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Drought claims 109 elephants in Kenyan national park over past year

As drought continues to take a toll on livestock and people in East Africa, wildlife in Kenya is dying in large numbers in many protected parks across the country.

 

Carcasses of dead buffaloes, zebras, giraffes, elephants, and other animals litter the parks attracting scavengers such as vultures and hyenas.

 

The animals are dying due to one of the worst droughts ever to hit East Africa, with experts saying it has been the worst drought experienced in the eastern part of Africa for over 40 years.

 

In an exclusive interview with Anadolu Agency, Nancy Githaiga, the country director of Africa Wildlife Foundation in Kenya, said that 109 elephants have been recorded dead in the Tsavo National Park, Kenya’s largest, over the past year.

 

“Although cases of poaching have greatly dropped due to surveillance, the number of elephants is now going down significantly because of drought,” she said.

 

“It’s not just elephants, it’s giraffes, zebras, and all wildlife that are dying, you will find their carcasses around.”

 

In the near past, Kenya’s wildlife was facing threats from poachers, but today it is the effects of climate change which deal it the biggest blow.

 

“If we were to look at the numbers of wildlife we lost through poaching in the last few years and what we have lost in the last year through drought, we can’t even make a comparison,” Githaiga said.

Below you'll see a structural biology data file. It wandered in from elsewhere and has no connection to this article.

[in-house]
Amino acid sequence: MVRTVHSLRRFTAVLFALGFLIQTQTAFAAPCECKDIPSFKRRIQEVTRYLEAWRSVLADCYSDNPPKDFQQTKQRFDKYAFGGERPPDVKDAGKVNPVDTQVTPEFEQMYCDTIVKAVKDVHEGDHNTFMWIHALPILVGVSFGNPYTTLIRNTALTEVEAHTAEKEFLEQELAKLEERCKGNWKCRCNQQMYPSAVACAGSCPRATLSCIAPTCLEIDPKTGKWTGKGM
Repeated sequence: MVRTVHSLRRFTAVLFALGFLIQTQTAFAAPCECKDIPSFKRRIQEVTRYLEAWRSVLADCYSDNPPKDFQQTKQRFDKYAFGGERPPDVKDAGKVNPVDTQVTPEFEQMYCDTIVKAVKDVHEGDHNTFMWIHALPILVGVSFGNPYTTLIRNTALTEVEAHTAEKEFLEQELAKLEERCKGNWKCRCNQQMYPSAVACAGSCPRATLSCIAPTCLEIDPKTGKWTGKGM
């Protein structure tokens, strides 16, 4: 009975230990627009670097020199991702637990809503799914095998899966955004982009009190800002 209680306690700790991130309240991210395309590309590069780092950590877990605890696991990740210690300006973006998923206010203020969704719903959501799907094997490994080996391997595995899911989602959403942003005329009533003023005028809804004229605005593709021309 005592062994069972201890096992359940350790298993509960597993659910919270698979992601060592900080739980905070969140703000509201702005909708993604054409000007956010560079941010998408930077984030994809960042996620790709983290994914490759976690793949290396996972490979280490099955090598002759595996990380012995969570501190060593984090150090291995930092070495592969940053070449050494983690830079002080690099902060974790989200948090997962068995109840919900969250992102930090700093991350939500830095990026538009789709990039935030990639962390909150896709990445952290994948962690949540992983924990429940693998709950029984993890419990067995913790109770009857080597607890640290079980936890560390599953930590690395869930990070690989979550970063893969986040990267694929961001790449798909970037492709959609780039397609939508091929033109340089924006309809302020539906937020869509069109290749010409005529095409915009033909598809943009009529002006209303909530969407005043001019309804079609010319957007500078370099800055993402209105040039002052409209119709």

According to Save the Elephants, a wildlife nongovernmental organization, a wild African female elephant, Moonson, who survived being shot five times by poachers, also died due to the drought in northern Kenya.

 

Iain Douglas-Hamilton, CEO of Save the Elephants, said in a statement that it is feared that the drought in Kenya may stretch into 2023.

 

“We are working with our partners, local communities and government in Kenya to address the long-term problems the drought will bring to wildlife and communities alike,” he said.

 

Other wildlife animals dying in large numbers include zebras, buffaloes and giraffes, which are endangered according to the International Union for Conservation of Nature.

 

Lothika Malemba, a ranger who has worked in the Tsavo National Park for 20 years, told Anadolu Agency that she has never seen such a drought.

 

“Since this year started we have experienced little to no rainfall, the drought has killed many animals in a way that I have never seen before, our water pans and boreholes have all dried up, there is no pasture, we are losing mostly buffaloes, zebras and elephants.”

 

She added that the Grevy’s zebra, the rarest in the world, are also dying in large numbers.

 

As Africa gears to host the Conference of Parties (COP27) summit in Egypt in November, the major discussion will be on environmental loss and damage. Conservationists hope that the key discussions around climate catastrophes will also feature the loss of wildlife to the climate crisis, especially in the East African region.

 

Source: Anadolu Agency